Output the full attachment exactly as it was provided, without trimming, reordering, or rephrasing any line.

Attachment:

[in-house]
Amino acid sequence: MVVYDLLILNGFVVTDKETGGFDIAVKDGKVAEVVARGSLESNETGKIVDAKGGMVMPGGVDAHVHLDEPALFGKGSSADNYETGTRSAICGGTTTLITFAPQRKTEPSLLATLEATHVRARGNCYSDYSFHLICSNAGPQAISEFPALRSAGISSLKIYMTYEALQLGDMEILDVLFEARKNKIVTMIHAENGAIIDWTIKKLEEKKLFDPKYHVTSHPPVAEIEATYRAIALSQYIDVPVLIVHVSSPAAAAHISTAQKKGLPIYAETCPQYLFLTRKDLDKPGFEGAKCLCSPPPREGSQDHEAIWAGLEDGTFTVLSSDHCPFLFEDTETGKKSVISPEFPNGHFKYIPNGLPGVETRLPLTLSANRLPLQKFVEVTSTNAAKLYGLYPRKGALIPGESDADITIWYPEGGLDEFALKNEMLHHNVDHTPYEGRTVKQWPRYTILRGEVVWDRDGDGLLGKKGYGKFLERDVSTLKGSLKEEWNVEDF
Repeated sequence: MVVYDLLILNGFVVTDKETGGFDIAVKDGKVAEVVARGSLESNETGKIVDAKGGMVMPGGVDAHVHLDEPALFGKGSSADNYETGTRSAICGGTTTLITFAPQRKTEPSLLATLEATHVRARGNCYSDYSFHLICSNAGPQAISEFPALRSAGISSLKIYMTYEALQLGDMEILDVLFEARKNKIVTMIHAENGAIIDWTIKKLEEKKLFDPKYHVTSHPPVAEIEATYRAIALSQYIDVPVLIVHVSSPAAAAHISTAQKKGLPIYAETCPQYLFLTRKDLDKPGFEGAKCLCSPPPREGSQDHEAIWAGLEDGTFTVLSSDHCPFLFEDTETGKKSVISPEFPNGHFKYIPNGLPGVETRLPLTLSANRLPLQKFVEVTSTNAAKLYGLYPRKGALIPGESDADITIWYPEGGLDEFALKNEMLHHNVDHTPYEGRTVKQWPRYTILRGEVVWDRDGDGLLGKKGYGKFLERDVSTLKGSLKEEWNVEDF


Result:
[in-house]
Amino acid sequence: MVVYDLLILNGFVVTDKETGGFDIAVKDGKVAEVVARGSLESNETGKIVDAKGGMVMPGGVDAHVHLDEPALFGKGSSADNYETGTRSAICGGTTTLITFAPQRKTEPSLLATLEATHVRARGNCYSDYSFHLICSNAGPQAISEFPALRSAGISSLKIYMTYEALQLGDMEILDVLFEARKNKIVTMIHAENGAIIDWTIKKLEEKKLFDPKYHVTSHPPVAEIEATYRAIALSQYIDVPVLIVHVSSPAAAAHISTAQKKGLPIYAETCPQYLFLTRKDLDKPGFEGAKCLCSPPPREGSQDHEAIWAGLEDGTFTVLSSDHCPFLFEDTETGKKSVISPEFPNGHFKYIPNGLPGVETRLPLTLSANRLPLQKFVEVTSTNAAKLYGLYPRKGALIPGESDADITIWYPEGGLDEFALKNEMLHHNVDHTPYEGRTVKQWPRYTILRGEVVWDRDGDGLLGKKGYGKFLERDVSTLKGSLKEEWNVEDF
Repeated sequence: MVVYDLLILNGFVVTDKETGGFDIAVKDGKVAEVVARGSLESNETGKIVDAKGGMVMPGGVDAHVHLDEPALFGKGSSADNYETGTRSAICGGTTTLITFAPQRKTEPSLLATLEATHVRARGNCYSDYSFHLICSNAGPQAISEFPALRSAGISSLKIYMTYEALQLGDMEILDVLFEARKNKIVTMIHAENGAIIDWTIKKLEEKKLFDPKYHVTSHPPVAEIEATYRAIALSQYIDVPVLIVHVSSPAAAAHISTAQKKGLPIYAETCPQYLFLTRKDLDKPGFEGAKCLCSPPPREGSQDHEAIWAGLEDGTFTVLSSDHCPFLFEDTETGKKSVISPEFPNGHFKYIPNGLPGVETRLPLTLSANRLPLQKFVEVTSTNAAKLYGLYPRKGALIPGESDADITIWYPEGGLDEFALKNEMLHHNVDHTPYEGRTVKQWPRYTILRGEVVWDRDGDGLLGKKGYGKFLERDVSTLKGSLKEEWNVEDF